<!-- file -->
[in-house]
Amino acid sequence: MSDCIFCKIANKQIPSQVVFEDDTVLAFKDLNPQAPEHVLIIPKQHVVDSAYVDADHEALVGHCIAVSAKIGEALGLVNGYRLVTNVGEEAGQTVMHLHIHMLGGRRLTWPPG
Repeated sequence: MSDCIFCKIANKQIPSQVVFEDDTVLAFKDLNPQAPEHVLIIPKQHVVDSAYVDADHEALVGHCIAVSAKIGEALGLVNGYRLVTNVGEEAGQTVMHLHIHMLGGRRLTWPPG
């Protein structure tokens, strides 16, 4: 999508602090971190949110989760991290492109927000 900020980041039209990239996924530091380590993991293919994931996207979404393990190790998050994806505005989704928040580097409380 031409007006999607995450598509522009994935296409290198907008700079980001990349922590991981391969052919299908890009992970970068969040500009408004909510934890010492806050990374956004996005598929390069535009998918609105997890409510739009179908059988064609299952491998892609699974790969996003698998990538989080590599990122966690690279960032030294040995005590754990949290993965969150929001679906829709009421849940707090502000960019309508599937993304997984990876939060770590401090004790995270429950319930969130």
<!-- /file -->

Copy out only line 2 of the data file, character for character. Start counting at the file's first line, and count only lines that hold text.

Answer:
Amino acid sequence: MSDCIFCKIANKQIPSQVVFEDDTVLAFKDLNPQAPEHVLIIPKQHVVDSAYVDADHEALVGHCIAVSAKIGEALGLVNGYRLVTNVGEEAGQTVMHLHIHMLGGRRLTWPPG